Guardianship and Conservatorship Laws in Georgia

Guardianship Laws in Georgia and conservatorships laws enable a person to be there in a decision-making capacity for individuals who have become incapacitated through illness or injury and are not of legal adult age (18). Petitioning for a Georgia guardian and/or conservator is a complex process, so it’s important to work with a savvy probate lawyer.

1. What is a Guardian?

Guardians are responsible for the day-to-day decisions of their ward. This can include ensuring their loved one has a place to live, adequate food and healthcare. They can also take care of legal decisions for their ward, including participating in court cases and signing contracts like marriage licenses.

A person who is a guardian of a minor or an incapacitated adult must file a Petition for Appointment of Guardian with their county Probate court. They must prove that the individual lacks the capacity to make significant decisions for their own safety and welfare.

A judge will appoint someone to investigate the circumstances and write a report for the court. They will hold a hearing and you will have the opportunity to explain why you should be named as the guardian. The judge will then make a decision. If the judge decides to appoint you as a guardian, the court will set up a visitation schedule with the child’s parents and any other family members.

2. What is a Conservator?

A conservator is a person who is legally appointed during a court proceeding. Their responsibilities are to take care of financial and personal (daily life) matters for an incapacitated individual.

A judge will determine who should be a conservator and in what capacity. This will typically depend on the reason for the incapacity – it can be due to physical or mental reasons, such as dementia or Alzheimer’s.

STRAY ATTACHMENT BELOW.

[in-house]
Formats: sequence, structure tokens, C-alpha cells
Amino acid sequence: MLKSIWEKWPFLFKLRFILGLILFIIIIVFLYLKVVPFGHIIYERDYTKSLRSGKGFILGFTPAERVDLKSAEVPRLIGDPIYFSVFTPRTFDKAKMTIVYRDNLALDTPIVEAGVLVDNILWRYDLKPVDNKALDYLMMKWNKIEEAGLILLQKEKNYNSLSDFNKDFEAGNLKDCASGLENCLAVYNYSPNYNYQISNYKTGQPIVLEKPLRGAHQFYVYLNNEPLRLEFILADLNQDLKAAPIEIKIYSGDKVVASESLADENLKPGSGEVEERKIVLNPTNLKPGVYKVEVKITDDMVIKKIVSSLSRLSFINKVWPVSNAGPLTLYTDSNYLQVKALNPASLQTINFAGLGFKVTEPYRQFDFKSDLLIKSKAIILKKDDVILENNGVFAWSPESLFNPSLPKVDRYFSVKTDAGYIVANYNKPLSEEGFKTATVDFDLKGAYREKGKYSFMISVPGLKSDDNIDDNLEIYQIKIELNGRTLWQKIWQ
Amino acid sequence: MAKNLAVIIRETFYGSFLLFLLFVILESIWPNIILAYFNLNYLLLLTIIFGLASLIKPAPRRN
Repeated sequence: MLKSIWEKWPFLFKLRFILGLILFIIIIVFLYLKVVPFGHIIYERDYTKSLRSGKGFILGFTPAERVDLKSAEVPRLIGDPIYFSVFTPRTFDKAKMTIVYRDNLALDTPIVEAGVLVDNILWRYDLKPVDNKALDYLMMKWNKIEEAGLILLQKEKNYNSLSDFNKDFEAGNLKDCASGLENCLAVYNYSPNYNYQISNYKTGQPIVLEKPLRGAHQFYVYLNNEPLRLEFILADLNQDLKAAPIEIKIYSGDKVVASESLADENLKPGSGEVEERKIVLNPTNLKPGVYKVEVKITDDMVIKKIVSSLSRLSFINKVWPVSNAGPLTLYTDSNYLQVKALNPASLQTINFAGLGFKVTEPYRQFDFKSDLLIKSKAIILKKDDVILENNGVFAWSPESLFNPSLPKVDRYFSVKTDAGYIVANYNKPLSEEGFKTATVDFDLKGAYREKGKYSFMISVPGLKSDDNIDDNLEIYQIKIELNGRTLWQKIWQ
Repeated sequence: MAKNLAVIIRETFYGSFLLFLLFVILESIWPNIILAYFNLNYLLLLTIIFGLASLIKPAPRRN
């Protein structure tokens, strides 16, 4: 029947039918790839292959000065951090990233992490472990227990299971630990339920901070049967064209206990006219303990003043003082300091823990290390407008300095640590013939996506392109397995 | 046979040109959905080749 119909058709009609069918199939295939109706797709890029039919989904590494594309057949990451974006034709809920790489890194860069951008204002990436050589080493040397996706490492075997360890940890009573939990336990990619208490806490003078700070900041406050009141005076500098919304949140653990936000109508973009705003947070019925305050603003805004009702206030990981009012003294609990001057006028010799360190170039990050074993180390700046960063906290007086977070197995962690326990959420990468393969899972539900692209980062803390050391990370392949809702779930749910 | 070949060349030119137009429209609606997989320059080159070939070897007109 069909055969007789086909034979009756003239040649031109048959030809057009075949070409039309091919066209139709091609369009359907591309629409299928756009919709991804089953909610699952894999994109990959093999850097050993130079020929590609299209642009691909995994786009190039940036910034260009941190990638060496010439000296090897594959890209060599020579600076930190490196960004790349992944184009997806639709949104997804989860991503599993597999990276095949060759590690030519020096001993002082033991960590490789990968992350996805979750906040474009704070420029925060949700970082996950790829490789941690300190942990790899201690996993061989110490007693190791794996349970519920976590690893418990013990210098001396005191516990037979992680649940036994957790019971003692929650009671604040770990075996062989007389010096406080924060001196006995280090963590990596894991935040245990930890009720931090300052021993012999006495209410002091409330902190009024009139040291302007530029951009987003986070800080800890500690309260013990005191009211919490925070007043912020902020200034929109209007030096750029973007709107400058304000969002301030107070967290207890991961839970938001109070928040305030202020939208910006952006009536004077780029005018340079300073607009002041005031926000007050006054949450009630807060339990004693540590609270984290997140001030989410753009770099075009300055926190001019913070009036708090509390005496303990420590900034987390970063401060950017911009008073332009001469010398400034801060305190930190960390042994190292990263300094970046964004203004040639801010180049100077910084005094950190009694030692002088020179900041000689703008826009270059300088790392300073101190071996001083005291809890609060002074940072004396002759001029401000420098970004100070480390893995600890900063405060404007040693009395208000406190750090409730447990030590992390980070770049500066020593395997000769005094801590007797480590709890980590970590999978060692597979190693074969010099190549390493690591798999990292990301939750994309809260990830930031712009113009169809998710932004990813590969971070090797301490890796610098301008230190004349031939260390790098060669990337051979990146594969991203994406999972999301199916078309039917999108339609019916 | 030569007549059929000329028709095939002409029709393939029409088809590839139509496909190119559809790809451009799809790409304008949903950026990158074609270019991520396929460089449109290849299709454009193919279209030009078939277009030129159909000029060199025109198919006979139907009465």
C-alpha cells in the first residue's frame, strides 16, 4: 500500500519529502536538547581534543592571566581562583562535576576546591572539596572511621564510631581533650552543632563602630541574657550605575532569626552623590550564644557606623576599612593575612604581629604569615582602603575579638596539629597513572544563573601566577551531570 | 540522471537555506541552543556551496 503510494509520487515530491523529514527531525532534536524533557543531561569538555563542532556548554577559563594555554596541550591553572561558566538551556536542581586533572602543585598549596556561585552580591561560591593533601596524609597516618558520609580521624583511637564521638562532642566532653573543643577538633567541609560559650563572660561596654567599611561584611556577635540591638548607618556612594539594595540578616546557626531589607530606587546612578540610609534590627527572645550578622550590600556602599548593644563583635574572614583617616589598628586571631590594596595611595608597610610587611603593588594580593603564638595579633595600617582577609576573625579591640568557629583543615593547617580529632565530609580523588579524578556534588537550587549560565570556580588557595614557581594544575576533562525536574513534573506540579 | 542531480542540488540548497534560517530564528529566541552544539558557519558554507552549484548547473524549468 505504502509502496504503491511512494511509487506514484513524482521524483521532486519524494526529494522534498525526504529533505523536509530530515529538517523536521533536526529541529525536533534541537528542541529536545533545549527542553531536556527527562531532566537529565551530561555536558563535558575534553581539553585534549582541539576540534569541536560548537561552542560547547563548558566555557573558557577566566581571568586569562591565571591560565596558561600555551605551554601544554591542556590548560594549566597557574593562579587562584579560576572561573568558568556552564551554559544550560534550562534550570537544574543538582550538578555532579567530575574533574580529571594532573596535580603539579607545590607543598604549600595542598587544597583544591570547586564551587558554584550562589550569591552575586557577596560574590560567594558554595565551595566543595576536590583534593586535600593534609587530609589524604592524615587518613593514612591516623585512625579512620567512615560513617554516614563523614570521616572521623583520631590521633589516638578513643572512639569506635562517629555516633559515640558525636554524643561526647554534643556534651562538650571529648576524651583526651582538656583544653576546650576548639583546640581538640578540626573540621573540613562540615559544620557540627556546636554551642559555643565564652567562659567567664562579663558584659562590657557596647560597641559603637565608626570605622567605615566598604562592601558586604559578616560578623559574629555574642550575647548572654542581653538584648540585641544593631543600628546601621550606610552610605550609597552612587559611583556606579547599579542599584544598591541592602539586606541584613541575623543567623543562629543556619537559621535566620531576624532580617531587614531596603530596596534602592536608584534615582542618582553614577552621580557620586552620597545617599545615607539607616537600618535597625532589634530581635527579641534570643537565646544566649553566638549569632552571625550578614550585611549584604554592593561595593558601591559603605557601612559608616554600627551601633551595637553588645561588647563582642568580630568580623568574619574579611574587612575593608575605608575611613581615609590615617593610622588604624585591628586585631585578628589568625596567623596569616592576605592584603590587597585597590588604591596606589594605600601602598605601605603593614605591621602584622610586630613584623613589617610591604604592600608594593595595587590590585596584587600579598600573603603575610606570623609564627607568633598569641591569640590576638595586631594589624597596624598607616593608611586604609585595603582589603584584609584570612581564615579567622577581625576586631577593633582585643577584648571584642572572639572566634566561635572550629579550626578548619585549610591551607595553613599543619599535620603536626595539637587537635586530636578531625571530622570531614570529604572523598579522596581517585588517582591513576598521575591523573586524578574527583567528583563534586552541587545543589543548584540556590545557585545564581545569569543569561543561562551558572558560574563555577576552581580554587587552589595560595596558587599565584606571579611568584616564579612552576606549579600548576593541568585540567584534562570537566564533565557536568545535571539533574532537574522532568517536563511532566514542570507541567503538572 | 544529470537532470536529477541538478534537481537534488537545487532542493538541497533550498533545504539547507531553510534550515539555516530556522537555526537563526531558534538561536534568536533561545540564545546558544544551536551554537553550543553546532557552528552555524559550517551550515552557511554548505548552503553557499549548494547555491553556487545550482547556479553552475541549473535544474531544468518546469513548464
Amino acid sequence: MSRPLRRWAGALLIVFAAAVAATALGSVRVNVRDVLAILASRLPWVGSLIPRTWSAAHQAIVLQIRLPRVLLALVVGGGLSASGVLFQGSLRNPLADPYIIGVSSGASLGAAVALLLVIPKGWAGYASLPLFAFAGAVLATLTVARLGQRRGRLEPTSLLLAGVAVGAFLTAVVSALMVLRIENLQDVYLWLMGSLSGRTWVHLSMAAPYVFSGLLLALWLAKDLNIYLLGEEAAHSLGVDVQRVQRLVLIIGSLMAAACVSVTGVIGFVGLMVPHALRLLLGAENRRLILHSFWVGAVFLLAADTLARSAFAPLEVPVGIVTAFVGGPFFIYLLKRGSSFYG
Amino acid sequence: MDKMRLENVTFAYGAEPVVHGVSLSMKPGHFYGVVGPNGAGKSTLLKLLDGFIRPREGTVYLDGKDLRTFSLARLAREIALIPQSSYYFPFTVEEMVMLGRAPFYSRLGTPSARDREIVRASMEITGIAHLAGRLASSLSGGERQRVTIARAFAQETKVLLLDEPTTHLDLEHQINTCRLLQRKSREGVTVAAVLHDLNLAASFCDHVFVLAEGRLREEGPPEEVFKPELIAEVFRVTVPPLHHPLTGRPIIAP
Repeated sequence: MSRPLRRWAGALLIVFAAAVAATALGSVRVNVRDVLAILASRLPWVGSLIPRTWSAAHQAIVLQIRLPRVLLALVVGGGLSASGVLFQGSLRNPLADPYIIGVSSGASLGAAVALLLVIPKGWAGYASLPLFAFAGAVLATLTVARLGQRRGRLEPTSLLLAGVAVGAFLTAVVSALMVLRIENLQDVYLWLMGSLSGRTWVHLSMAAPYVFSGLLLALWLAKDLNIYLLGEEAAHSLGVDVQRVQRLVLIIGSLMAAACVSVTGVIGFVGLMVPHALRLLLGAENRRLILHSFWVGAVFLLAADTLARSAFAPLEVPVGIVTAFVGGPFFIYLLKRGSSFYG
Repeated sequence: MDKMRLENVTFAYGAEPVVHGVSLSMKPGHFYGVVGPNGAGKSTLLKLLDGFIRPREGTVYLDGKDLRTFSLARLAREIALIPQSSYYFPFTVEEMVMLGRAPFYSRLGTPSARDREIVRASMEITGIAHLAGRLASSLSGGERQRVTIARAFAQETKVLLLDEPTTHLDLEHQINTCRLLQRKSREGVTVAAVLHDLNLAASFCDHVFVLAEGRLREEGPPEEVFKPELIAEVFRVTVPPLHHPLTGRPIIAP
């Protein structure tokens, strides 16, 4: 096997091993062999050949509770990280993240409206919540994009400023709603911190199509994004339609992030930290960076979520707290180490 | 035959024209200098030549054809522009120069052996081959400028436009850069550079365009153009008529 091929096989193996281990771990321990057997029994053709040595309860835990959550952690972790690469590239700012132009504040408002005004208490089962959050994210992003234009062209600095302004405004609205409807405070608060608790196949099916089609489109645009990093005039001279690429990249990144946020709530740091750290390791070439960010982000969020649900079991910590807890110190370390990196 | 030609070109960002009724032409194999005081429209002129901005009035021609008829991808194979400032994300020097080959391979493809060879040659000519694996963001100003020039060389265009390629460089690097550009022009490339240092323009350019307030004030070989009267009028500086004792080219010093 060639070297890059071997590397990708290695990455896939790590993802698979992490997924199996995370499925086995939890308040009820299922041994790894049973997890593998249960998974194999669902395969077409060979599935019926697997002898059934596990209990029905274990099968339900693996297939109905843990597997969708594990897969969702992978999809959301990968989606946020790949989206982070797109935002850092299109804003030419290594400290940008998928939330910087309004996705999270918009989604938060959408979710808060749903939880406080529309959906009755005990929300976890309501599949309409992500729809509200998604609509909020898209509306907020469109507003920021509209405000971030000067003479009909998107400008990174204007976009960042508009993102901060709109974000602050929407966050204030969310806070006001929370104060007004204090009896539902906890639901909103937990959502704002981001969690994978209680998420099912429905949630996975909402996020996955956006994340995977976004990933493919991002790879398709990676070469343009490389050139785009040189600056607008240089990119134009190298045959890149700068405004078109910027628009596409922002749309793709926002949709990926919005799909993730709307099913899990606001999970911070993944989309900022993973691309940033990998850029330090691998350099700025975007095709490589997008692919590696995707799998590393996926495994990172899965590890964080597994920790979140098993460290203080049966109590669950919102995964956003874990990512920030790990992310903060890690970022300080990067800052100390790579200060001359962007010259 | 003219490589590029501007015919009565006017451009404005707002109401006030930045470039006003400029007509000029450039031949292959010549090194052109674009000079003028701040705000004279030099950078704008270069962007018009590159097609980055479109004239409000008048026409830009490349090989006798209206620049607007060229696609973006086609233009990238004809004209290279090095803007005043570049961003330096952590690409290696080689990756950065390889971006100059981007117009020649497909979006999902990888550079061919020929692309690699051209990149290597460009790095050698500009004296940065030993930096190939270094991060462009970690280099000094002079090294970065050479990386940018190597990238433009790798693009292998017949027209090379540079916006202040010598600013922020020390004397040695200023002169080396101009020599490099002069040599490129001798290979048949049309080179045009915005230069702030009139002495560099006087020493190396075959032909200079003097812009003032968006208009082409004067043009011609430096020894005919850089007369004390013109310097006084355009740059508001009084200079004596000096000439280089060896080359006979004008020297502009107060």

Conservators must report to the court on an ongoing basis and may be required to post bond. The bond will protect the ward in case a conservator mishandles funds, steals assets or otherwise abuses their position.

The conservator must make decisions on behalf of the ward in a way that they believe the individual would have made the decision had they been able to do so. This means considering their lifestyle, beliefs and values. The conservator must also keep careful records and accounts of all receipts, expenses, gains and losses.

3. What is a Guardian’s Responsibilities?

Generally speaking, a guardian looks after the well-being of an incapacitated person or minor while a conservator handles financial affairs. If a minor child inherits assets of $15,000 or more, Georgia law requires that they have a conservator to manage those funds.

A guardian’s duties and powers may be limited or revoked by the court. A conservator is required by law to file annual reports with the court and maintain full, accurate and complete records of all income, expenditures, returns/accounting, statements, vouchers, checks and other documents.

A great deal of the issues that arise when a loved one becomes incapacitated could be eliminated by having a comprehensive GA estate planning lawyer like Stan Faulkner plan ahead while they are still of sound mind. Contact us today and schedule an appointment with our experienced probate attorney. We will happily guide you through this process. We can explain what to expect and help you decide what is best for your family member’s situation.

4. What is a Conservator’s Liability?

A conservator is the legal representative of a person who lacks the capacity to make significant, responsible decisions regarding their health and safety. A conservator’s responsibilities are limited to managing the incapacitated individual’s financial affairs, paying bills, and being in charge of their property. A conservator may also apply for private or governmental benefits that the protected person is entitled to.

Generally, the court will choose a family member as both guardian and conservator. However, a professional conservator can be appointed if there is no suitable family or friend available.

A lot of the difficulties involved in obtaining legal GA guardianships and conservatorships could be avoided if adults detail their wishes while they are healthy. This can be done through thoughtful estate planning with an experienced attorney in Marietta GA. Contact us to discuss your case and see how we can help you plan ahead. The sooner you start, the better! Our firm offers a free consultation.